Even assuming that the factory operates as proposed, this is not an environmentally risk-free process. According to Nordic, the plant will discharge 7.7 million gallons of effluent daily into the bay, containing suspended solids, 1,500 pounds of nitrogen, and other chemicals from the feed and processing operations. In case of disease outbreak, fungicides and antibiotics will be added.

Environmental remediation costs are enormous. Remediation for the Penobscot River estuary pollution caused by a defunct chemical plant will cost between $246 million and $333 million (BDN 10/3/18).

Does Nordic have an insurance policy covering environmental remediation and specifically naming Belfast as an additional insured?  No.

Is Nordic posting a bond indemnifying Belfast for potential environmental remediation costs?  No.

Is Nordic self-insuring? Possibly, but what guarantee do we taxpayers have that Nordic, which only started production in 2015, has the financial wherewithal to absorb the costs of environmental remediation? None.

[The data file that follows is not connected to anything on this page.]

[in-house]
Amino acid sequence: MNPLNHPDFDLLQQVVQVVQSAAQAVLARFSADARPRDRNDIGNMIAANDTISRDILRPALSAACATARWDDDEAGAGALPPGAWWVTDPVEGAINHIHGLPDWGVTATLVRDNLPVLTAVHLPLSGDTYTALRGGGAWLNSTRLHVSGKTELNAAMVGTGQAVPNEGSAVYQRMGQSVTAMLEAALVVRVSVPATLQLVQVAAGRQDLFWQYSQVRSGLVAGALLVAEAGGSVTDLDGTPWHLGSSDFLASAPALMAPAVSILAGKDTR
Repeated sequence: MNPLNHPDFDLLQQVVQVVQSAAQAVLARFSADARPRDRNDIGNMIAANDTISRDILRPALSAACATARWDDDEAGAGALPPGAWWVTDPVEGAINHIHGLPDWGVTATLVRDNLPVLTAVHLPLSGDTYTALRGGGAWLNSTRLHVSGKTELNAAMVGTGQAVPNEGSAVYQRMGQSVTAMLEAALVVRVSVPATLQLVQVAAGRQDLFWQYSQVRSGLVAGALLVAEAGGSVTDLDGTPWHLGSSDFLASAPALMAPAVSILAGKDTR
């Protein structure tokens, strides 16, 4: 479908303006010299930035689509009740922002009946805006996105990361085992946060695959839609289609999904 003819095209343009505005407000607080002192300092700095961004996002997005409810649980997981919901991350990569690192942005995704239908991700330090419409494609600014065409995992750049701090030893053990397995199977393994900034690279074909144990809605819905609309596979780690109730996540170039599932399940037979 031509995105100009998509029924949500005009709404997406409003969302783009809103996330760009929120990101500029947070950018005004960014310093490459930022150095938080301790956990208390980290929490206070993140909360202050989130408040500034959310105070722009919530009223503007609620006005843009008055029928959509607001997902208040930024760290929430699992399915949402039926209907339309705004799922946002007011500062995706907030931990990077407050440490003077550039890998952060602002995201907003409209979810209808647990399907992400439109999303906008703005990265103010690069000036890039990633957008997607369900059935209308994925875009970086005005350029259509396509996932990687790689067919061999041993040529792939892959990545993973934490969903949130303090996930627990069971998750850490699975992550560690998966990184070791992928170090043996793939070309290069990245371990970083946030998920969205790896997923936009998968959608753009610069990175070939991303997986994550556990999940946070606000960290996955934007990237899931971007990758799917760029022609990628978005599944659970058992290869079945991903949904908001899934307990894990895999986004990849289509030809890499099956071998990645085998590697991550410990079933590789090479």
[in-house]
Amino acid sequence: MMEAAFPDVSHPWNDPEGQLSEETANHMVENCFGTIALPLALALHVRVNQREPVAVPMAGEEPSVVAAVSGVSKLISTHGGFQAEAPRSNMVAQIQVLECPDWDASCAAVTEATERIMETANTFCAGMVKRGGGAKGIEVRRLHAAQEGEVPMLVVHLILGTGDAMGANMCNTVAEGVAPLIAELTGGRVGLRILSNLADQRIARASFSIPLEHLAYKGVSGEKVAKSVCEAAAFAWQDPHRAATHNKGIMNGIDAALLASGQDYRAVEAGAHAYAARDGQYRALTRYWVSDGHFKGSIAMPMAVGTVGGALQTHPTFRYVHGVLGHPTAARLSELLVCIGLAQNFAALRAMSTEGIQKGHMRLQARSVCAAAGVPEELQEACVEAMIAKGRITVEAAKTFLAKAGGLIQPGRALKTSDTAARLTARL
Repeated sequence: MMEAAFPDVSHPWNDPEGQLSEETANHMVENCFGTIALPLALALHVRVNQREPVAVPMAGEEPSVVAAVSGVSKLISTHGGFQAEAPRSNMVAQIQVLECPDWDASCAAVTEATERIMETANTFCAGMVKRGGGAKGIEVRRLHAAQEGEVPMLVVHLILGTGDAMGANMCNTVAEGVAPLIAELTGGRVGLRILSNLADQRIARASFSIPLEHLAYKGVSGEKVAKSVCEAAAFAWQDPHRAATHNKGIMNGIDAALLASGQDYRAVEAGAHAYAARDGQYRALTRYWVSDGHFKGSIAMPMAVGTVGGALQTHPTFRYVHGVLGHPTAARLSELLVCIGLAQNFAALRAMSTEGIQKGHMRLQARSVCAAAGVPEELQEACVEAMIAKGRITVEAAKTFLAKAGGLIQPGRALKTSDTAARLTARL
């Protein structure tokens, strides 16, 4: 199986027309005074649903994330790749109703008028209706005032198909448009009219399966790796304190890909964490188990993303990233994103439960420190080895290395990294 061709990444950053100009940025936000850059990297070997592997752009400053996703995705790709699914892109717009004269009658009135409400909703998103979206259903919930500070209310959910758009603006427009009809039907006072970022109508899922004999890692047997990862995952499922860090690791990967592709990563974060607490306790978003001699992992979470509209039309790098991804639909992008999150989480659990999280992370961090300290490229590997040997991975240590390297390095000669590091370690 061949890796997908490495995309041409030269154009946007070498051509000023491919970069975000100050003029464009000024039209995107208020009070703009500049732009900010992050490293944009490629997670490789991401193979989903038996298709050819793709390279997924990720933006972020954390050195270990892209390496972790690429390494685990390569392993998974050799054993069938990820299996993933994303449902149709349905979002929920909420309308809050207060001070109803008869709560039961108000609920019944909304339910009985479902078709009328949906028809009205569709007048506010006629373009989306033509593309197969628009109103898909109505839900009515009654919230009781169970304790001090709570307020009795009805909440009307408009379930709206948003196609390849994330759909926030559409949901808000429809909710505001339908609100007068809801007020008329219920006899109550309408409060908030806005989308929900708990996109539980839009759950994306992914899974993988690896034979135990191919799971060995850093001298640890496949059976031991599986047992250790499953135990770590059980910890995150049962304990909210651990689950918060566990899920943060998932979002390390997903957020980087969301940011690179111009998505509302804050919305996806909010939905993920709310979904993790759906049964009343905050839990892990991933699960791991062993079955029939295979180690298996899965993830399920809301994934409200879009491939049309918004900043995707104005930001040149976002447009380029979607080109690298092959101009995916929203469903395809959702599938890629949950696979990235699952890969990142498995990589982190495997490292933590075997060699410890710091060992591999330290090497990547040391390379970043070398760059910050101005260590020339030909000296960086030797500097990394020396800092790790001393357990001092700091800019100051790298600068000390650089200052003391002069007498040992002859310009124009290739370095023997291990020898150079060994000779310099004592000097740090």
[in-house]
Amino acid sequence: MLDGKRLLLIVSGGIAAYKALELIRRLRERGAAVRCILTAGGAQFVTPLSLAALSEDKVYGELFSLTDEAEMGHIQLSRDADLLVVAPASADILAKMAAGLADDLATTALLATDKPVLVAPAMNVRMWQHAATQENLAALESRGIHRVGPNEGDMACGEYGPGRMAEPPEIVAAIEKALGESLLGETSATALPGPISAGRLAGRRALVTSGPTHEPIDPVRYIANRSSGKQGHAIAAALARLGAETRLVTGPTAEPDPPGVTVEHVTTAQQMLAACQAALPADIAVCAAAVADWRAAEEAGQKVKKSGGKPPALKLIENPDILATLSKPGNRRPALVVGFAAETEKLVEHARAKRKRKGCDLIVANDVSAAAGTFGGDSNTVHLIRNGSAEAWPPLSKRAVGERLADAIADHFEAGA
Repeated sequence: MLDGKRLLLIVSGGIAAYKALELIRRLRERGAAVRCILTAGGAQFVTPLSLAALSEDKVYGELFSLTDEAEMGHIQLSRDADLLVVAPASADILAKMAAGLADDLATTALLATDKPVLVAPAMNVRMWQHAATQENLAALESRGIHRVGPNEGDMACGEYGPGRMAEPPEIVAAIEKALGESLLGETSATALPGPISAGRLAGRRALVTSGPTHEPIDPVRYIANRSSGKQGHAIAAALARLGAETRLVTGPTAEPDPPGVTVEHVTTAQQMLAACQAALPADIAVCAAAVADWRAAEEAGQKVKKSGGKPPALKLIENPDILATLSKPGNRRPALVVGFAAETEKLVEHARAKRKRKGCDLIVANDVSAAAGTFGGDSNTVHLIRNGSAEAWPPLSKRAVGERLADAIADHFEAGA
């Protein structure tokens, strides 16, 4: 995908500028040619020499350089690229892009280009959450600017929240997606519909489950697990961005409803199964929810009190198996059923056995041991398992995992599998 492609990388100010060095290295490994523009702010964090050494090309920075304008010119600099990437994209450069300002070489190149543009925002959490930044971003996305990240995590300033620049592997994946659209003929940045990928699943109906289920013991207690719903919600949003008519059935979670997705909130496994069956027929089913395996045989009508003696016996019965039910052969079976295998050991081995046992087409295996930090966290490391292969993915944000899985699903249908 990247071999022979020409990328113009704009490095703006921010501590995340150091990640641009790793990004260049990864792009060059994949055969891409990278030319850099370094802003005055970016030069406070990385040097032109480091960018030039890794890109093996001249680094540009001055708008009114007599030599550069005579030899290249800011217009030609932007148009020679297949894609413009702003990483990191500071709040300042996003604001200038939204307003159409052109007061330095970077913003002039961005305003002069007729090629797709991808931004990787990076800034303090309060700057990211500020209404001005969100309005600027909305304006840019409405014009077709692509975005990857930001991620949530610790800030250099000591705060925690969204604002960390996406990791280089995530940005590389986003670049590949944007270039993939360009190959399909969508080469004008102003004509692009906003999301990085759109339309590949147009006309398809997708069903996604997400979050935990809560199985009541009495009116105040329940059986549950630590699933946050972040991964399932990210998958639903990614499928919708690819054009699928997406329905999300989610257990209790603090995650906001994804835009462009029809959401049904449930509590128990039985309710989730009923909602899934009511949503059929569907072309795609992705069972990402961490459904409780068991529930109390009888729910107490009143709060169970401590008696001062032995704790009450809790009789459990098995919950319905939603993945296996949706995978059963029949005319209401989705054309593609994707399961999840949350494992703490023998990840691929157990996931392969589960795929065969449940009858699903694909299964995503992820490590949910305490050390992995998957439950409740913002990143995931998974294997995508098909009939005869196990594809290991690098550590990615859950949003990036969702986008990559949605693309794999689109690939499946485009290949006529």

What about financial risk from business failure?

Asked what would happen if the proposed factory failed, Nordic’s Erik Heim responded  “The worst thing is that valuable infrastructure will be established here [which] will be attractive to investors.” Experience shows that something worse can happen.

VeroBlue Farms, which had planned to become North America’s largest land-based fish venture, has filed for bankruptcy. The Iowa Messenger reports that in 2014, Webster City, Iowa, welcomed VeroBlue and its promise of 150 jobs, but now is owed $135,997.96 for unpaid sewer and utility charges plus $279,000 in unpaid property taxes.